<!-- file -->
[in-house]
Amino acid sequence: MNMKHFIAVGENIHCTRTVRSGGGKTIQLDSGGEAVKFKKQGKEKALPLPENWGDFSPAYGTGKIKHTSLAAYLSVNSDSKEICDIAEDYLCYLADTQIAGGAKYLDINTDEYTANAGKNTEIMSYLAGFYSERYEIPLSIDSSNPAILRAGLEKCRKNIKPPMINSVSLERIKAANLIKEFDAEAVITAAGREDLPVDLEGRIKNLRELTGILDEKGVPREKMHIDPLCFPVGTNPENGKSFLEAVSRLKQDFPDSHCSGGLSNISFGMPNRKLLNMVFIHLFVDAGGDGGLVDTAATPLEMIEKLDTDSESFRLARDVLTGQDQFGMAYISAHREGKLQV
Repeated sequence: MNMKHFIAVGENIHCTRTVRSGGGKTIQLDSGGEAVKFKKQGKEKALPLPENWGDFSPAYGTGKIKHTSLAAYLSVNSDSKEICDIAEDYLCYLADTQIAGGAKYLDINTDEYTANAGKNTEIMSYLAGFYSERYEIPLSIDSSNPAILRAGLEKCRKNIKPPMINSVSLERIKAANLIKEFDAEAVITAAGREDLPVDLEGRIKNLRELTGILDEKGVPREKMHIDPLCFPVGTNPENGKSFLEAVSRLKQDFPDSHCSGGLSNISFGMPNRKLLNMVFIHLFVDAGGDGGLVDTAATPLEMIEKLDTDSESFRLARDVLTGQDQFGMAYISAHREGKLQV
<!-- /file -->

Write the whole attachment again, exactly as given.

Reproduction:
[in-house]
Amino acid sequence: MNMKHFIAVGENIHCTRTVRSGGGKTIQLDSGGEAVKFKKQGKEKALPLPENWGDFSPAYGTGKIKHTSLAAYLSVNSDSKEICDIAEDYLCYLADTQIAGGAKYLDINTDEYTANAGKNTEIMSYLAGFYSERYEIPLSIDSSNPAILRAGLEKCRKNIKPPMINSVSLERIKAANLIKEFDAEAVITAAGREDLPVDLEGRIKNLRELTGILDEKGVPREKMHIDPLCFPVGTNPENGKSFLEAVSRLKQDFPDSHCSGGLSNISFGMPNRKLLNMVFIHLFVDAGGDGGLVDTAATPLEMIEKLDTDSESFRLARDVLTGQDQFGMAYISAHREGKLQV
Repeated sequence: MNMKHFIAVGENIHCTRTVRSGGGKTIQLDSGGEAVKFKKQGKEKALPLPENWGDFSPAYGTGKIKHTSLAAYLSVNSDSKEICDIAEDYLCYLADTQIAGGAKYLDINTDEYTANAGKNTEIMSYLAGFYSERYEIPLSIDSSNPAILRAGLEKCRKNIKPPMINSVSLERIKAANLIKEFDAEAVITAAGREDLPVDLEGRIKNLRELTGILDEKGVPREKMHIDPLCFPVGTNPENGKSFLEAVSRLKQDFPDSHCSGGLSNISFGMPNRKLLNMVFIHLFVDAGGDGGLVDTAATPLEMIEKLDTDSESFRLARDVLTGQDQFGMAYISAHREGKLQV